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Nat Med. 2016 Feb;22(2):183-93. doi: 10.1038/nm.4012. Epub 2016 Jan 4.

Apoptosis inhibitor of macrophage protein enhances intraluminal debris clearance and ameliorates acute kidney injury in mice.

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Laboratory of Molecular Biomedicine for Pathogenesis, Center for Disease Biology and Integrative Medicine, Faculty of Medicine, University of Tokyo, Tokyo, Japan.
Matthew Mailing Centre for Translational Transplant Studies, Lawson Health Research Institute, London, Ontario, Canada.
Department of Emergency and Critical Care Medicine, Graduate School of Medicine, University of Tokyo, Tokyo, Japan.
Division of Nephrology, Department of Internal Medicine, Juntendo University Faculty of Medicine, Tokyo, Japan.
Department of Nephrology and Endocrinology, Graduate School of Medicine, University of Tokyo, Tokyo, Japan.
Department of Pharmacology, Faculty of Medicine, Kagawa University, Kagawa, Japan.
Department of Medicine, Schulich School of Medicine and Dentistry, Western University, London, Ontario, Canada.
Division of Nephrology, Department of Medicine, McGill University Health Centre, McGill University, Quebec, Canada.
Agency for Medical Research and Development-Core Research for Evolutional Medical Science and Technology (AMED-CREST), Japan Agency for Medical Research and Development, Tokyo, Japan.
Max Planck-The University of Tokyo Center for Integrative Inflammology, Tokyo, Japan.


Acute kidney injury (AKI) is associated with prolonged hospitalization and high mortality, and it predisposes individuals to chronic kidney disease. To date, no effective AKI treatments have been established. Here we show that the apoptosis inhibitor of macrophage (AIM) protein on intraluminal debris interacts with kidney injury molecule (KIM)-1 and promotes recovery from AKI. During AKI, the concentration of AIM increases in the urine, and AIM accumulates on necrotic cell debris within the kidney proximal tubules. The AIM present in this cellular debris binds to KIM-1, which is expressed on injured tubular epithelial cells, and enhances the phagocytic removal of the debris by the epithelial cells, thus contributing to kidney tissue repair. When subjected to ischemia-reperfusion (IR)-induced AKI, AIM-deficient mice exhibited abrogated debris clearance and persistent renal inflammation, resulting in higher mortality than wild-type (WT) mice due to progressive renal dysfunction. Treatment of mice with IR-induced AKI using recombinant AIM resulted in the removal of the debris, thereby ameliorating renal pathology. We observed this effect in both AIM-deficient and WT mice, but not in KIM-1-deficient mice. Our findings provide a basis for the development of potentially novel therapies for AKI.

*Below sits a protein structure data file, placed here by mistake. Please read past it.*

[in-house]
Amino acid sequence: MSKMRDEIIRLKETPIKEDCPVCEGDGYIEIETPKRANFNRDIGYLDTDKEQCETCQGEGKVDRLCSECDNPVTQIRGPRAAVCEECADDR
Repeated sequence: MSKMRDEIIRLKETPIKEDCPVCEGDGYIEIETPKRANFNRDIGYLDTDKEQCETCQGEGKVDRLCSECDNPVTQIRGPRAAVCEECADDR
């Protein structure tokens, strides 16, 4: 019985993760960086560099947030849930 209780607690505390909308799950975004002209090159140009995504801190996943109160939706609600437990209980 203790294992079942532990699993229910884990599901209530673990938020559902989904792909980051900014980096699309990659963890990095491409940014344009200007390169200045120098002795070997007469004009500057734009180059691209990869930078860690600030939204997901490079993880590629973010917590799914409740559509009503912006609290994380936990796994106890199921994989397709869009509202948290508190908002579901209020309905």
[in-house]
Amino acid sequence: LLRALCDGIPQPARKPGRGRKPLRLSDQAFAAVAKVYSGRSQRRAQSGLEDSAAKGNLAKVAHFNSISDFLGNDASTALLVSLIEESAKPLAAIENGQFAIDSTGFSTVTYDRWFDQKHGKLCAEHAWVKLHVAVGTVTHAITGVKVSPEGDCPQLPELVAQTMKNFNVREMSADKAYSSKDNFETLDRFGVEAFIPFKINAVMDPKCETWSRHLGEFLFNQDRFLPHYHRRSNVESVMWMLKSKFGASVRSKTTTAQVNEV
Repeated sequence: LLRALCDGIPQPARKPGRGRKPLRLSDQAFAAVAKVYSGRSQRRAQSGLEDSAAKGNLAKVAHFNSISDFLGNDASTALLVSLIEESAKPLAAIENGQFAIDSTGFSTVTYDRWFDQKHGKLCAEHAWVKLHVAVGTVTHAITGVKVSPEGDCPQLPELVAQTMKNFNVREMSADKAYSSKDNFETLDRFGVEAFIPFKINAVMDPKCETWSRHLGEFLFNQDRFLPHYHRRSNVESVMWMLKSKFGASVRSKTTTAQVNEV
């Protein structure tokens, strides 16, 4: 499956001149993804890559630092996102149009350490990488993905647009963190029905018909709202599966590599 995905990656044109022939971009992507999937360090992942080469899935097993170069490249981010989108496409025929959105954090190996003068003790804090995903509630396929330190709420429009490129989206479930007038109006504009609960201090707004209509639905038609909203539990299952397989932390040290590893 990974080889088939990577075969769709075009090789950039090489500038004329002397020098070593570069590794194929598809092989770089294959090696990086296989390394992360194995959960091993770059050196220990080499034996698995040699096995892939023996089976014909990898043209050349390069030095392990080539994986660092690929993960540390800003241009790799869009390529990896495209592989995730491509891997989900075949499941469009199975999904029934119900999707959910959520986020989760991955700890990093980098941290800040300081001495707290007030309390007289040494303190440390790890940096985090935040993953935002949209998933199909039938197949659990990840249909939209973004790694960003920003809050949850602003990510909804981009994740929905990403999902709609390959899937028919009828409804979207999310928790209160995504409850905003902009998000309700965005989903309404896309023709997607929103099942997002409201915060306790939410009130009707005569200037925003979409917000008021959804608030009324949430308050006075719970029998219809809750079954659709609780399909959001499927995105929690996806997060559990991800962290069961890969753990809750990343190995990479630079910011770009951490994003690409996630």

[Indexed for MEDLINE]

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